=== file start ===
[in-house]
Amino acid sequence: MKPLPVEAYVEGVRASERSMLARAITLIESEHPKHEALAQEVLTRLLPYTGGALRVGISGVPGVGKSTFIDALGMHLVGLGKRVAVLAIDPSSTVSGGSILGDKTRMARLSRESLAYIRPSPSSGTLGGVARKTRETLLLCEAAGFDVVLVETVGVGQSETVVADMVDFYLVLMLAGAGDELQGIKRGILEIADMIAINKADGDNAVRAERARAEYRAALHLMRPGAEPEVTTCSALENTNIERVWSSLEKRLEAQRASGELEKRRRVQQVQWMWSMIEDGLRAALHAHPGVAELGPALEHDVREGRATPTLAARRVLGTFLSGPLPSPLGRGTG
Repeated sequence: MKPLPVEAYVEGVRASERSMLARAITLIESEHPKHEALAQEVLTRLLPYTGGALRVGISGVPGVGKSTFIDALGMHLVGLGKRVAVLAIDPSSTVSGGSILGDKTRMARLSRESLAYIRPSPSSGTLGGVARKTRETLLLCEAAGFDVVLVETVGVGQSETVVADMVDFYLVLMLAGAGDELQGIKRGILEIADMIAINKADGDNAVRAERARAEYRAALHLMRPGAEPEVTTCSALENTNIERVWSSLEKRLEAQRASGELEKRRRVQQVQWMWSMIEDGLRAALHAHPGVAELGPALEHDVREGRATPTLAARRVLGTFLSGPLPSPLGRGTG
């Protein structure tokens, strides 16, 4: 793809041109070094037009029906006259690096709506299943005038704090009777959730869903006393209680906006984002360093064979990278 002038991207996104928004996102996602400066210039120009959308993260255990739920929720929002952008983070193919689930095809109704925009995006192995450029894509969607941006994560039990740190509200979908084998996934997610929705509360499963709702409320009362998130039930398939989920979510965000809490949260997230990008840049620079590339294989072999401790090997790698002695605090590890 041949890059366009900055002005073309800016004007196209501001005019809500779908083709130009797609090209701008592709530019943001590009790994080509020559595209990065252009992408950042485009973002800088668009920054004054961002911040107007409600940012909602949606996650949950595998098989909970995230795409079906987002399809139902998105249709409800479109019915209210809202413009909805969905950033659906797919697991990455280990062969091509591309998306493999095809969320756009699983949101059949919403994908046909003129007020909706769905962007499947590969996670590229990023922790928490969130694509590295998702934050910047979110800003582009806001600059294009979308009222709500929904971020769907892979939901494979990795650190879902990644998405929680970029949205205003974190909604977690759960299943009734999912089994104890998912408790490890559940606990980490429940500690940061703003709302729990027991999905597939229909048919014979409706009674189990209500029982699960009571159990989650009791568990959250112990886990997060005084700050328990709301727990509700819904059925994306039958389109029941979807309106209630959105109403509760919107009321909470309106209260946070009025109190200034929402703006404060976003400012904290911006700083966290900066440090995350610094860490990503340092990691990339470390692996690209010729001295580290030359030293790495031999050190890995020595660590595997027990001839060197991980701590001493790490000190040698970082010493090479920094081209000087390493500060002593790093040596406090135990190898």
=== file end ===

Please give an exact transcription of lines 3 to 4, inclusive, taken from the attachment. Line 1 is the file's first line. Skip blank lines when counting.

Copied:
Repeated sequence: MKPLPVEAYVEGVRASERSMLARAITLIESEHPKHEALAQEVLTRLLPYTGGALRVGISGVPGVGKSTFIDALGMHLVGLGKRVAVLAIDPSSTVSGGSILGDKTRMARLSRESLAYIRPSPSSGTLGGVARKTRETLLLCEAAGFDVVLVETVGVGQSETVVADMVDFYLVLMLAGAGDELQGIKRGILEIADMIAINKADGDNAVRAERARAEYRAALHLMRPGAEPEVTTCSALENTNIERVWSSLEKRLEAQRASGELEKRRRVQQVQWMWSMIEDGLRAALHAHPGVAELGPALEHDVREGRATPTLAARRVLGTFLSGPLPSPLGRGTG
């Protein structure tokens, strides 16, 4: 793809041109070094037009029906006259690096709506299943005038704090009777959730869903006393209680906006984002360093064979990278 002038991207996104928004996102996602400066210039120009959308993260255990739920929720929002952008983070193919689930095809109704925009995006192995450029894509969607941006994560039990740190509200979908084998996934997610929705509360499963709702409320009362998130039930398939989920979510965000809490949260997230990008840049620079590339294989072999401790090997790698002695605090590890 041949890059366009900055002005073309800016004007196209501001005019809500779908083709130009797609090209701008592709530019943001590009790994080509020559595209990065252009992408950042485009973002800088668009920054004054961002911040107007409600940012909602949606996650949950595998098989909970995230795409079906987002399809139902998105249709409800479109019915209210809202413009909805969905950033659906797919697991990455280990062969091509591309998306493999095809969320756009699983949101059949919403994908046909003129007020909706769905962007499947590969996670590229990023922790928490969130694509590295998702934050910047979110800003582009806001600059294009979308009222709500929904971020769907892979939901494979990795650190879902990644998405929680970029949205205003974190909604977690759960299943009734999912089994104890998912408790490890559940606990980490429940500690940061703003709302729990027991999905597939229909048919014979409706009674189990209500029982699960009571159990989650009791568990959250112990886990997060005084700050328990709301727990509700819904059925994306039958389109029941979807309106209630959105109403509760919107009321909470309106209260946070009025109190200034929402703006404060976003400012904290911006700083966290900066440090995350610094860490990503340092990691990339470390692996690209010729001295580290030359030293790495031999050190890995020595660590595997027990001839060197991980701590001493790490000190040698970082010493090479920094081209000087390493500060002593790093040596406090135990190898």